“I should import this! How hard can it be?”
Many wine lovers traveling in a distant land sip a local wine and consider this thought. So, when Blue Danube Wine, an importer of Eastern European wines, invited me to tag along for two weeks to visit producers and scout wines along the Dalmatian coast in Croatia, I didn’t hesitate to say yes.
Yes, to leisurely days tasting wine in luxurious coastal settings. Yes, to living the glamorous life of a wine importer.
I quickly learned, however, that wine importers must be well prepared for the rigors of the road and palate. The schedule is packed, the pace unrelenting. We tasted more than 60 wines and barrel samples before lunch. Long days of tasting were followed by evenings evaluating sample bottles and taking detailed notes.
And on the road, often there’s no map. We got lost several times and detained by the police. We raced three hours in the pitch-black night around the Pelješac peninsula without a GPS to catch the last ferry to Korčula, arriving with four minutes to spare. We couldn’t find the hotel, because it had changed its name but not its signage. We finally checked in well after midnight.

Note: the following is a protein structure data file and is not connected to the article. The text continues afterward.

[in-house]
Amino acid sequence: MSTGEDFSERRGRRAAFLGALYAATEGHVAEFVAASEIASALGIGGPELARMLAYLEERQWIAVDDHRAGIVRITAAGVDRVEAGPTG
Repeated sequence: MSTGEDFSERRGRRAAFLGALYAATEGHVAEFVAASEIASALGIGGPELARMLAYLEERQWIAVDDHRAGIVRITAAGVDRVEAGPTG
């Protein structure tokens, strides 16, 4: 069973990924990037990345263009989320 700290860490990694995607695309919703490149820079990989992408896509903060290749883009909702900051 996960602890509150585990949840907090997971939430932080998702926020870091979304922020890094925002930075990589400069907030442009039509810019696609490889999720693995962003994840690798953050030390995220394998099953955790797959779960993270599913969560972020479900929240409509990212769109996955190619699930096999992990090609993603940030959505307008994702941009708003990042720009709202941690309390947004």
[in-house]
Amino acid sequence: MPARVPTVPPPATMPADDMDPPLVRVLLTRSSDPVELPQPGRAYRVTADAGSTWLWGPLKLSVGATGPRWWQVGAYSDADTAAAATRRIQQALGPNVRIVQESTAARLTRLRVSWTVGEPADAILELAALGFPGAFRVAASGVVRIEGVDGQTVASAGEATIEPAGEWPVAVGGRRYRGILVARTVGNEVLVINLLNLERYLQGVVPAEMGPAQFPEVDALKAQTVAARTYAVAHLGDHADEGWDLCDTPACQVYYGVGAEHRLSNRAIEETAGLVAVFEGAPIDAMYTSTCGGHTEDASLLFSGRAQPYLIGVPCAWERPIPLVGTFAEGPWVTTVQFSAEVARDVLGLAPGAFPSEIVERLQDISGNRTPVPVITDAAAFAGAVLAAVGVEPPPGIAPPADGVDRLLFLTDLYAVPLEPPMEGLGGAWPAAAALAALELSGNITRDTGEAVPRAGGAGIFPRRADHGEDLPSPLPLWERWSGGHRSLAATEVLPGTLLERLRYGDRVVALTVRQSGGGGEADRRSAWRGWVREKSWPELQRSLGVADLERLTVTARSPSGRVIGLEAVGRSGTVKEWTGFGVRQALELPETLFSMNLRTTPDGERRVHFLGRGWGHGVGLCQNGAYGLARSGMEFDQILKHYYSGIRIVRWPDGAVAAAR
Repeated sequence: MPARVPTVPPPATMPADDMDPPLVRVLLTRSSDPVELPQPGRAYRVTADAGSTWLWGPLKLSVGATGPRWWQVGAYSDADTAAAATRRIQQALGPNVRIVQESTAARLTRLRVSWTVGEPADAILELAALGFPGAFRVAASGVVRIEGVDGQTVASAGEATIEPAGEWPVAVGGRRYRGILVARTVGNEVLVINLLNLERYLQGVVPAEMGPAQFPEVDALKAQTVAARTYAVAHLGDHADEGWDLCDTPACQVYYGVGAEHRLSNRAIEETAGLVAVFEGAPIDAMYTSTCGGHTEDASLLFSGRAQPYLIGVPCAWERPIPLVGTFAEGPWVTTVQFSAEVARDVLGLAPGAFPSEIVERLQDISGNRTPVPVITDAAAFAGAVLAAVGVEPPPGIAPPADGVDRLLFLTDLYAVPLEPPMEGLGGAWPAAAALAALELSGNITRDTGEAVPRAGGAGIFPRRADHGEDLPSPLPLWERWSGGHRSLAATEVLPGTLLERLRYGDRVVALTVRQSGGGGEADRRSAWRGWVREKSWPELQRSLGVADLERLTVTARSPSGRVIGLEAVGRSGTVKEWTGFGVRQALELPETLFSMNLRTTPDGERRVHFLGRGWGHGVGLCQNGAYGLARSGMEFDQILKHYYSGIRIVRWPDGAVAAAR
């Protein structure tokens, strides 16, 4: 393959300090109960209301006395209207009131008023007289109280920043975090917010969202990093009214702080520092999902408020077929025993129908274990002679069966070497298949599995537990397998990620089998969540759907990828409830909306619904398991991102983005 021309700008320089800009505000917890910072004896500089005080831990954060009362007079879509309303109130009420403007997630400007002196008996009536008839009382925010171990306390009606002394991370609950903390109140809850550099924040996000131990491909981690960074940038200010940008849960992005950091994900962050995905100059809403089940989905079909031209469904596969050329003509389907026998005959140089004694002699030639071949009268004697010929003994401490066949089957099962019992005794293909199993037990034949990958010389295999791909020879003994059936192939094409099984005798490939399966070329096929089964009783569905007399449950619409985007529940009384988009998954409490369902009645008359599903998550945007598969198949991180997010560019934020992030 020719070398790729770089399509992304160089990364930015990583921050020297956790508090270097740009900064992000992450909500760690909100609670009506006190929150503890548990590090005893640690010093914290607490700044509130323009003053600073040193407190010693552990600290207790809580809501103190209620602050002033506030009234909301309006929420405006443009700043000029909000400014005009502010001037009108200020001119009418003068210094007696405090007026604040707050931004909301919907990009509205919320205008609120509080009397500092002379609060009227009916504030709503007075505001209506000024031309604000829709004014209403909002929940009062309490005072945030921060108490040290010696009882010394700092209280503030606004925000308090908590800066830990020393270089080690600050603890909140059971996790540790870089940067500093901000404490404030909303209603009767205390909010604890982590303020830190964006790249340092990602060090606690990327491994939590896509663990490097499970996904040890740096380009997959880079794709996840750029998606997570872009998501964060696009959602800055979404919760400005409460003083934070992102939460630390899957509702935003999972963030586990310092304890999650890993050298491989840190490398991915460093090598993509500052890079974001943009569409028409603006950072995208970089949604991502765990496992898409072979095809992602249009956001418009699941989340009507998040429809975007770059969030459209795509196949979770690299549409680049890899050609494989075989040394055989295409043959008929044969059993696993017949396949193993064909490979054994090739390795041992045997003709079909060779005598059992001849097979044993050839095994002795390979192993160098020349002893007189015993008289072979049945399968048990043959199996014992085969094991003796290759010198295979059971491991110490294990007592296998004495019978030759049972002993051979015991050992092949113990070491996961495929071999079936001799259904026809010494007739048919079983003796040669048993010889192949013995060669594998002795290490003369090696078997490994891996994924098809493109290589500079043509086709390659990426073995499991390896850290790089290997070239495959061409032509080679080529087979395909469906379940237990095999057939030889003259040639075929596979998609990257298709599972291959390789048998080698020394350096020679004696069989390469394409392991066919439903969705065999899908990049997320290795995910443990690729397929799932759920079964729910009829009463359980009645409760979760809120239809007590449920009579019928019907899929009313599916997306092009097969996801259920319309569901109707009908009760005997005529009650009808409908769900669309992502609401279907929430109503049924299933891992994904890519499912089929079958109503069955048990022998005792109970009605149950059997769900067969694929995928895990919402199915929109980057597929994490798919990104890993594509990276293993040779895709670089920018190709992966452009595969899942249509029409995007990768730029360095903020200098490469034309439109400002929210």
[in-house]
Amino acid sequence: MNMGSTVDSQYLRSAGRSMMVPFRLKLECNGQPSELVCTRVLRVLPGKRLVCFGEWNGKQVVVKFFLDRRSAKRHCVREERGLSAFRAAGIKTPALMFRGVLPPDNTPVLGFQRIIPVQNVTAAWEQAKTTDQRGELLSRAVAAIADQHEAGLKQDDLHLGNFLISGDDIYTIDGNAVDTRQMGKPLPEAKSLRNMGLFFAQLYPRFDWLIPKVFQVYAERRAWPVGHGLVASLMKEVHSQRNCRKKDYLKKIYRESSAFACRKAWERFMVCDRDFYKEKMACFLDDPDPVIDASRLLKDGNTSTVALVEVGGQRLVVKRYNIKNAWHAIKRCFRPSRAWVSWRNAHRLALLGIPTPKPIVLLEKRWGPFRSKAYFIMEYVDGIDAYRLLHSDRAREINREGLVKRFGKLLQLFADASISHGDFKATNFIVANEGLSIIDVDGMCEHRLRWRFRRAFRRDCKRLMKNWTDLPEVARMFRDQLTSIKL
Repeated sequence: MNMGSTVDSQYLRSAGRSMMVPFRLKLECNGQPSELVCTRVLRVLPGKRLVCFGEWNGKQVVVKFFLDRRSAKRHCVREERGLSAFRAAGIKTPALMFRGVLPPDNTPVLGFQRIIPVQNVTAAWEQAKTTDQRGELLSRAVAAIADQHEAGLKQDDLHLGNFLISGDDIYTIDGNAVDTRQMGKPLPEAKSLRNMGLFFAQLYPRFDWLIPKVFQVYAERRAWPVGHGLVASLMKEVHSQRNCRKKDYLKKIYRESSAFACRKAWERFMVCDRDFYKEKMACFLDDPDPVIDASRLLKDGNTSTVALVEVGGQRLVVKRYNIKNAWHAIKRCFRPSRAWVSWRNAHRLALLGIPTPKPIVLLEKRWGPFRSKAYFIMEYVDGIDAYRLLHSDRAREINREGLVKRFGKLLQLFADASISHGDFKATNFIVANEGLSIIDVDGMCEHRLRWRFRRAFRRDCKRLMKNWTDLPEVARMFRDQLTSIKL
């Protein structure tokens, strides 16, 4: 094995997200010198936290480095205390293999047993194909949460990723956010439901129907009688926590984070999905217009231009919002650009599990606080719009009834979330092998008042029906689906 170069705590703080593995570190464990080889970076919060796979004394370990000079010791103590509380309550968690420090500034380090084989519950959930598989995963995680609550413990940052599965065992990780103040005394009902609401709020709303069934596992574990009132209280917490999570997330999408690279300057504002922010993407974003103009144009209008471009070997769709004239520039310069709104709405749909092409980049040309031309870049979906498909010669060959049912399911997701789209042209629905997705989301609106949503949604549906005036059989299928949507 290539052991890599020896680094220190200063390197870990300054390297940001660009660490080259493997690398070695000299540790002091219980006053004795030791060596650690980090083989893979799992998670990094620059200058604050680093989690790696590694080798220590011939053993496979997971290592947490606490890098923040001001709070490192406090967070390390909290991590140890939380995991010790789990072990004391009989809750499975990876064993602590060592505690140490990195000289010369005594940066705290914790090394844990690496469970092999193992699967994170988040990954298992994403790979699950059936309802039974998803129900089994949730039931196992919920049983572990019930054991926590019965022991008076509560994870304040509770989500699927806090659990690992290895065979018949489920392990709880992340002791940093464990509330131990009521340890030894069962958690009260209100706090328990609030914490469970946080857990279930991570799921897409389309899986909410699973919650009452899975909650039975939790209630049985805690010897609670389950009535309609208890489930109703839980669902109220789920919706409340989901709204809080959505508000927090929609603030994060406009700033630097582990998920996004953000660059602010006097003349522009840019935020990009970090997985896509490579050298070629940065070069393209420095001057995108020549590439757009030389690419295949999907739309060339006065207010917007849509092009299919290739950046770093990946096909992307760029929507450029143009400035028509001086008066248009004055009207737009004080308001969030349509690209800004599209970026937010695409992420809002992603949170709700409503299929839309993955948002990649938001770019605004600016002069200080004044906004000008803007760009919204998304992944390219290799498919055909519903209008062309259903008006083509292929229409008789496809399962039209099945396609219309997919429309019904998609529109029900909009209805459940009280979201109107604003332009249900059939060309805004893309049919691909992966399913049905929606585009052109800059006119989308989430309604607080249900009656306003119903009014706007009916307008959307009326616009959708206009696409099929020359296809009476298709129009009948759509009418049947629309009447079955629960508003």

That was only day one.
Off-road, importers, I learned, must be masters of sketchy directions:
Turn right past the building with the pink balcony. Follow a dirt track. Turn left at the big boat by the olive trees. Keep going until you see the airport flight path markers.
That’s how we found one of the original Zinfandel grapevines known as Crljenak Kaštelanski. Trekking to the vineyard, we saw the famous vine identified by an aluminum dog tag with a serial number and pedigree around its trunk. Not exactly sacred surroundings, but thrilling all the same.
The wineries here are not grand estates. Several are bleak, communist-era remnants of Yugoslavian state production. Some tasting rooms are wine-makers’ homes—centuries-old stone buildings where we would gather around the family table with bountiful spreads of breads, cheeses, olive oils, cured meats, tuna, capers and homemade confections. If the surroundings were humble, the hospitality was grand.
I discovered that the life of an importer is not about fancy chateaus and grand meals. Rather, it’s about connecting with people over a glass of wine and, often, a home-cooked meal. Most everyone we visited has been part of a winemaking family for generations, and by -doing business or breaking bread together, you become part of the family, too.
On Hvar Island, we were set to tour the famed Zlatan Otok winery, founded by Zlatan Plenković, an icon and legend of modern of Croatian wine, who recently died. But his son, Marin, guided us somewhere more personal.
He led us to a small cemetery, adjacent to the winery, that overlooks the sea. It’s there that we stood over his father’s grave. The weight of the father’s legacy braced upon the son’s shoulders was at once palpable and heartbreaking. We never did see the winery. It wasn’t important: Marin showed us all that mattered.